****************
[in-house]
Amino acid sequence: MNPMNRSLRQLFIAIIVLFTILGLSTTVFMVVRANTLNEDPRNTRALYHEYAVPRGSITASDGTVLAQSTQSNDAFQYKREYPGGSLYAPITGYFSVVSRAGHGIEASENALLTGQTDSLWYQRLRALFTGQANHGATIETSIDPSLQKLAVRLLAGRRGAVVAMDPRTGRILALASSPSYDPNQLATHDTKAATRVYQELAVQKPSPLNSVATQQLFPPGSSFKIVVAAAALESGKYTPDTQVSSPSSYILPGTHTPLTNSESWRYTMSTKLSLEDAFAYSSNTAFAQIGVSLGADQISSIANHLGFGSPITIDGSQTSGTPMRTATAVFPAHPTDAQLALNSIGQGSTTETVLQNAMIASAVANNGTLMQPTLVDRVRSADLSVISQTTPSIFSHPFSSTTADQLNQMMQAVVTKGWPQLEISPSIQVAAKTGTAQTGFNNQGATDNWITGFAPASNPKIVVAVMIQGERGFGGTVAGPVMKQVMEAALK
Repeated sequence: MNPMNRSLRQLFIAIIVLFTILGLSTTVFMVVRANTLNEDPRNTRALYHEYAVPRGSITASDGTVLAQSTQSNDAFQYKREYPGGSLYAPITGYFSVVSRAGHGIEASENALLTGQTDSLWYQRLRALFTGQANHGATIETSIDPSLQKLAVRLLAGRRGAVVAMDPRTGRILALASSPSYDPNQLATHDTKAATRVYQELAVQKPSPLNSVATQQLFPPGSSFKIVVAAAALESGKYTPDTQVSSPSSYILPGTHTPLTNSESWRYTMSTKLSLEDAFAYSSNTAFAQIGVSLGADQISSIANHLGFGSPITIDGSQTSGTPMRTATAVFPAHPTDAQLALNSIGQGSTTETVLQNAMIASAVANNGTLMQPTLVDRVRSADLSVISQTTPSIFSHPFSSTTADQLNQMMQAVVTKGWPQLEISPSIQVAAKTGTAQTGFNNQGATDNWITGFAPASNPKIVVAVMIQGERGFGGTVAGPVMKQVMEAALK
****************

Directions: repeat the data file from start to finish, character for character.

[in-house]
Amino acid sequence: MNPMNRSLRQLFIAIIVLFTILGLSTTVFMVVRANTLNEDPRNTRALYHEYAVPRGSITASDGTVLAQSTQSNDAFQYKREYPGGSLYAPITGYFSVVSRAGHGIEASENALLTGQTDSLWYQRLRALFTGQANHGATIETSIDPSLQKLAVRLLAGRRGAVVAMDPRTGRILALASSPSYDPNQLATHDTKAATRVYQELAVQKPSPLNSVATQQLFPPGSSFKIVVAAAALESGKYTPDTQVSSPSSYILPGTHTPLTNSESWRYTMSTKLSLEDAFAYSSNTAFAQIGVSLGADQISSIANHLGFGSPITIDGSQTSGTPMRTATAVFPAHPTDAQLALNSIGQGSTTETVLQNAMIASAVANNGTLMQPTLVDRVRSADLSVISQTTPSIFSHPFSSTTADQLNQMMQAVVTKGWPQLEISPSIQVAAKTGTAQTGFNNQGATDNWITGFAPASNPKIVVAVMIQGERGFGGTVAGPVMKQVMEAALK
Repeated sequence: MNPMNRSLRQLFIAIIVLFTILGLSTTVFMVVRANTLNEDPRNTRALYHEYAVPRGSITASDGTVLAQSTQSNDAFQYKREYPGGSLYAPITGYFSVVSRAGHGIEASENALLTGQTDSLWYQRLRALFTGQANHGATIETSIDPSLQKLAVRLLAGRRGAVVAMDPRTGRILALASSPSYDPNQLATHDTKAATRVYQELAVQKPSPLNSVATQQLFPPGSSFKIVVAAAALESGKYTPDTQVSSPSSYILPGTHTPLTNSESWRYTMSTKLSLEDAFAYSSNTAFAQIGVSLGADQISSIANHLGFGSPITIDGSQTSGTPMRTATAVFPAHPTDAQLALNSIGQGSTTETVLQNAMIASAVANNGTLMQPTLVDRVRSADLSVISQTTPSIFSHPFSSTTADQLNQMMQAVVTKGWPQLEISPSIQVAAKTGTAQTGFNNQGATDNWITGFAPASNPKIVVAVMIQGERGFGGTVAGPVMKQVMEAALK